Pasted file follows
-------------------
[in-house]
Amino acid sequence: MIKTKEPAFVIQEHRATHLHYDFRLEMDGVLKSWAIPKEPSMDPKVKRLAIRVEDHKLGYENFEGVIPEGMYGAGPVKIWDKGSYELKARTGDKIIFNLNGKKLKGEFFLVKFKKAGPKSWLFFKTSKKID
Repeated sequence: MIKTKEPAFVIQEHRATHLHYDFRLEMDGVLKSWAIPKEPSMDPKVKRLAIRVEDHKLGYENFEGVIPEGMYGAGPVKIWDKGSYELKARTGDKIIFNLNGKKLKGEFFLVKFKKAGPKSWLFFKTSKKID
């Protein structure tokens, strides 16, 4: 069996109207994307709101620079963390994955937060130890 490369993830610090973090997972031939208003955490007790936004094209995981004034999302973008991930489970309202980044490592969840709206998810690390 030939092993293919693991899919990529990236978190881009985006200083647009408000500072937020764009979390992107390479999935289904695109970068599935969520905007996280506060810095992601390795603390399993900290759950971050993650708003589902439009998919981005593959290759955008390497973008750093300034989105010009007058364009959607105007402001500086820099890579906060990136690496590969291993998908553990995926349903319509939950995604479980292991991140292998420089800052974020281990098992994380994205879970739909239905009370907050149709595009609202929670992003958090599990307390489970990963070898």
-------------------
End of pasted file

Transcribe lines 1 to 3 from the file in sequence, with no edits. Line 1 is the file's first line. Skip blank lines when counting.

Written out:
[in-house]
Amino acid sequence: MIKTKEPAFVIQEHRATHLHYDFRLEMDGVLKSWAIPKEPSMDPKVKRLAIRVEDHKLGYENFEGVIPEGMYGAGPVKIWDKGSYELKARTGDKIIFNLNGKKLKGEFFLVKFKKAGPKSWLFFKTSKKID
Repeated sequence: MIKTKEPAFVIQEHRATHLHYDFRLEMDGVLKSWAIPKEPSMDPKVKRLAIRVEDHKLGYENFEGVIPEGMYGAGPVKIWDKGSYELKARTGDKIIFNLNGKKLKGEFFLVKFKKAGPKSWLFFKTSKKID